Whether it is a sort of survivor’s guilt and relief for not being a victim of such a catastrophic disaster, or true empathy, or a combination of both, these feelings often prompt action. Individuals and groups from around the country unify and begin donation drives, send volunteers, and offer their condolences from afar. This is interesting because they do not belong to the “community” directly affected, and may not even know anyone personally impacted. However, they are part of the larger “American community” that feels the pain every time it’s members experience suffering.
These natural disasters and events are instant reminders of the frailty of human life and the power nature has to destroy everything humans feel invincible in working to build. They are humbling reminders that material possessions are not what is most important in life. We each feel the helplessness, the appreciation for what we have, and the need to contribute. Many willingly donate their earnings and give up their material possessions, both in an effort to help others, and to acknowledge that they should not place as much emphasis on these items in their daily lives.
Genuine Compassion and Empathy
I do believe that at a core level humans truly do care for each other and are capable of extraordinary compassion and empathy. Those of us with any level of emotional intelligence can place ourselves in others shoes. We can imagine the sadness experienced by those witnessing complete destruction of everything they have worked to build and the fear in being uncertain of the safety of family and friends. Disasters trigger the deepest and most primitive emotional centers of our brains, the areas that were present long before we had our now highly developed critical thinking abilities.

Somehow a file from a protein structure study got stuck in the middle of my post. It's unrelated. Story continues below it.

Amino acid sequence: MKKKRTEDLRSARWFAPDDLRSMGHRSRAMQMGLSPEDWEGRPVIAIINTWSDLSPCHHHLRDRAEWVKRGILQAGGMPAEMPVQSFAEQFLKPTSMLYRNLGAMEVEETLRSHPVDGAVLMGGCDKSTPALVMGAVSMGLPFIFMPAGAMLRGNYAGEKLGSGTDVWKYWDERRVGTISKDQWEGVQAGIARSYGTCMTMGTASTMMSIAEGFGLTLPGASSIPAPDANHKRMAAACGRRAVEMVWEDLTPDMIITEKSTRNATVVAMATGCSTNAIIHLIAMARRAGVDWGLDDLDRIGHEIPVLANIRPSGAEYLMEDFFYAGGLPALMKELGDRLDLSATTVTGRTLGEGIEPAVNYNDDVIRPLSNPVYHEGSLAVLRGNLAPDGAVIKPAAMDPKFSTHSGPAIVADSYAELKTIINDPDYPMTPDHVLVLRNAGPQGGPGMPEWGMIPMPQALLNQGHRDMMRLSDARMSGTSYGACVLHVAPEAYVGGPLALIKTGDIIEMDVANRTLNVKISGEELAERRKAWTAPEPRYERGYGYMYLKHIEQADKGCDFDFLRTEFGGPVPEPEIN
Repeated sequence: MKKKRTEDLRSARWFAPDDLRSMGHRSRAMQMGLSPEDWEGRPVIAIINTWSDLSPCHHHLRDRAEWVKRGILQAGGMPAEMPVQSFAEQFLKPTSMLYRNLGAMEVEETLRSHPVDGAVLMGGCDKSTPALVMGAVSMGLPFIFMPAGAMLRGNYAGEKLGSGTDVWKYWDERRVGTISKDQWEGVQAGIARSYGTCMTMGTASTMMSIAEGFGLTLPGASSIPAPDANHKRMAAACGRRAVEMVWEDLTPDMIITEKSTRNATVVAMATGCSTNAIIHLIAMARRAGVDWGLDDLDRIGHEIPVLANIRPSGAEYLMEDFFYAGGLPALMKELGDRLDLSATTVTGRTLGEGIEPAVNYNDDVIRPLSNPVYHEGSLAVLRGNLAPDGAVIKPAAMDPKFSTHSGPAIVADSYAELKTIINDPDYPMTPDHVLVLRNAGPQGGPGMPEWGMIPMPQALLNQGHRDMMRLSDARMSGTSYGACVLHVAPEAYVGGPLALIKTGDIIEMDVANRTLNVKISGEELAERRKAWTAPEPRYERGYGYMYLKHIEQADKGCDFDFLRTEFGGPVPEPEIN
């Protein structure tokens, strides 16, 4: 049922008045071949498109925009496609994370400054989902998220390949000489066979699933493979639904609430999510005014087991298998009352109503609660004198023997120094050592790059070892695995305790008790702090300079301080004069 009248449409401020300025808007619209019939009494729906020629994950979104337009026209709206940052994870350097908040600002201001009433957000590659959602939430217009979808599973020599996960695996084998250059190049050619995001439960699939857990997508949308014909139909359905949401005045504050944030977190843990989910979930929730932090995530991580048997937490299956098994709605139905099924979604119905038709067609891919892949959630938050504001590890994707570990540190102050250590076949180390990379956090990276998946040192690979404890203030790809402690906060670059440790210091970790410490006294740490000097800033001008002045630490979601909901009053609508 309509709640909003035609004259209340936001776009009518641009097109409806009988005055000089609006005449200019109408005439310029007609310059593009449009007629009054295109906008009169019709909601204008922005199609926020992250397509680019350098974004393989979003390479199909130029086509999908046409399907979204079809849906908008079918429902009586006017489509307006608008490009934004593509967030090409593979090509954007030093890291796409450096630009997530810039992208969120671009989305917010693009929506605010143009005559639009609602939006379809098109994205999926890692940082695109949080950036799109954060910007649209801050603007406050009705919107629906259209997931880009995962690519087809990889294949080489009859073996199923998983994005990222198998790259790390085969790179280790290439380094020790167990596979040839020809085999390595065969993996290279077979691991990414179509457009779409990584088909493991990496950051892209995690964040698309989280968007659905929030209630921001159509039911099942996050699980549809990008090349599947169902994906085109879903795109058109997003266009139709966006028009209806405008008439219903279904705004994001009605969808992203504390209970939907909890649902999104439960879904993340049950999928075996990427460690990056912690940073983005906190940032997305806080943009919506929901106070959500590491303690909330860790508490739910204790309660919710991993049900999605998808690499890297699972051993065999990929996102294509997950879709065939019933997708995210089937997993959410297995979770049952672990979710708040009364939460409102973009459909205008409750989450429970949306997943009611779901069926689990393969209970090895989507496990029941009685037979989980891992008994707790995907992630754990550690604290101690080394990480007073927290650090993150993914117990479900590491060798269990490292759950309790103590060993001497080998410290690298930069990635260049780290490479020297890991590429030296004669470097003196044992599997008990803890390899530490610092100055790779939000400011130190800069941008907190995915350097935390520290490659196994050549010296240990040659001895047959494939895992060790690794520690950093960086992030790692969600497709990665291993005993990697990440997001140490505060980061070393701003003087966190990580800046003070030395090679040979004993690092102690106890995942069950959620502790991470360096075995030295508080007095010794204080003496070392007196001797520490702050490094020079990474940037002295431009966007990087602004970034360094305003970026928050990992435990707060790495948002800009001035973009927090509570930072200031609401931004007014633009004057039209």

During catastrophic events, humans are stripped of every other label they hold other than a being capable of suffering. We see unity across racial, socioeconomic, political, age, gender, ability, and other groups that may typically divide us as Americans. Although there is a sense of community and country pride in the unity and assistance that manifests following disaster, it is disappointing to see that these efforts fade. Our brains feel the most driven to help when those primitive emotional centers are activated, and when we see communities being restored, there is a natural sense of comfort that sets in.
We have the luxury of arguing about tax reform, healthcare bills, or immigration if we know that we will survive to see those efforts take effect. In disasters, our brain pushes these arguments to the back of our minds because ensuring survival takes precedent. I only hope that we can acknowledge that allowing everyone a seat at the table provides for better community resilience. The ability of a community to bounce back after disaster and make sure they have plans in place for the next disaster is a product of community unity, and making sure that all voices are heard.
If you would like to help those affected by Hurricane Harvey, there are a number of charities and organizations you can donate to. For one of the most comprehensive lists that I have seen take a look at this Texas Monthly article.